We were young—it was Christmas and our anniversary and we wanted to celebrate our very special day with a memorable dinner. Our pocket s were fairly empty—at that time—chorus dancers and singers didn’t earn much so we scrounged and saved for a few months in order to reserve a place at The Russian Tea Room, a restaurant on 57th Street in Manhattan that gives it address as “Slightly to the Left of Carnegie Hall.”
After the Russian Revolution, dancers, musicians and actors—once stars in St. Petersburg and Moscow—began to emigrate to New York City and the Tea Room became a hangout for White Russians looking for a taste of their former home. In its early days the restaurant had many owners including the former owner of a halvah factory in Moscow and it was he who introduced full meals.
The artists were homesick for the gossip, intrigue, intellectual discussions and the sweets and pastries of the Czar’s Russia. Feodor Chaliapin, a commanding Russian opera star and Michel Fokine who introduced Americans to the Imperial Russian Ballet were among the newly arrived talents who enjoyed the food and the ambiance.
I don’t know why I wanted to eat at the Tea Room—it’s still a mystery to me. Though my grandparents came to America from Russia, they came to escape the pogroms and traveled in steerage class. Our family was poor and my grandfather worked as a shoemaker. They couldn’t wait to arrive at Ellis Island, study and become American citizens. Perhaps it’s just something about Royalty that intrigues Americans.
The room’s setting, warm and welcoming, greeted us with green walls that served as a backdrop to vivid scarlet leather banquettes that displayed tablecloths and napkins pink as the first blush of spring wine. Christmas decorations—brightly colored ornaments that would remain all year—garlanded the room along with polished samovars that sparkled and ignited my imagination with dreams of tea being carried by Tartars—nomads who traveled across Asia brewing tea to slake their thirst. Buffed wood and gleaming mirrors reflecting images of the elegant clientele seated around the restaurant promised a dinner we would never forget.
The waiters attired in Red Russian tunics and the busboys in green paid attention to their guests without being intrusive; we settled down and each ordered a Bloody Mary to toast our anniversary. A Russian restaurant—vodka was and is a specialty of the bar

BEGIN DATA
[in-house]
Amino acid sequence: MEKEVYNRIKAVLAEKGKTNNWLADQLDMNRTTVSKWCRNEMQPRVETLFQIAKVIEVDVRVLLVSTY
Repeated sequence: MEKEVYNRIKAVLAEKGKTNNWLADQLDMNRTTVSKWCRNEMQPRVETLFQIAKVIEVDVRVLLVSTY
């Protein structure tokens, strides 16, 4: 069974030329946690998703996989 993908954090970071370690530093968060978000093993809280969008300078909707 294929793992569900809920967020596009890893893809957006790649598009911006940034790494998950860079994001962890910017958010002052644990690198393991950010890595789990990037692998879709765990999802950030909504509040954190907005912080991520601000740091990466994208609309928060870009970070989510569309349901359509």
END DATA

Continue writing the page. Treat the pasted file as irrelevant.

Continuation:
We began our dinner with the Tearoom’s traditional hot borsht made with red beets, shredded cabbage, and the freshest vegetables of the season. The borsht, flavored with dill, was crowned with sour cream. Piroshki—little meat filled dumplings made with puff paste and filled with beef, parsley, onions, eggs and Tabasco attended the borsht.
The main course, Chicken Kiev—rich with sweet herbed butter stuffed in a boned and breaded chicken breast, then deeply fried came next. The dish is thought to have been created by a French chef at the court of Alexander I.
We lifted our forks in preparation for the first succulent bite of the chicken than glanced at each other. We thought we heard a soft whimper. The whimper sounded again and we looked at the adjacent banquette. The moans came from a sweet, baby-faced woman sitting on the bench much to the concern of an equally young man who sat at her side. Soon everyone in the restaurant had stopped eating and began staring at the couple. From our banquette, I could see the woman was pregnant and leaned over to ask if there was anything I could do. My only experience was watching movies where someone always boiled water. A flutter of her hand said, “Go away.”
The maitre d escorted a distinguished fellow to the table.
“Madam, I’m an obstetrician. May I help you?”
“Not yet,” she said. “Not yet.”
The Tea Room had grown silent. No sound of a fork, spoon or knife could be heard. No glasses clinked in tribute to Christmas or the Holiday season. No one was sure what the proper etiquette was. Does a caring person continue eating when someone may be about to give birth? The doctor looked as confused as every other diner in the restaurant.
The young woman stopped moaning and slowly sank to a prone position in her booth. She couldn’t be seen and she couldn’t be heard—conversation resumed. We relished each bite of our Chicken Kiev and ate every last bit of our dessert—Baklava made with sheets of thin phyllo pastry and sweetly layered walnuts, honey, and cinnamon.
We’ve never forgotten that Christmas anniversary dinner and I’ve often thought about that woman. Did she give birth on Christmas? At the Russian Tea Room? A boy? A girl? And did the doctor finish his dinner?
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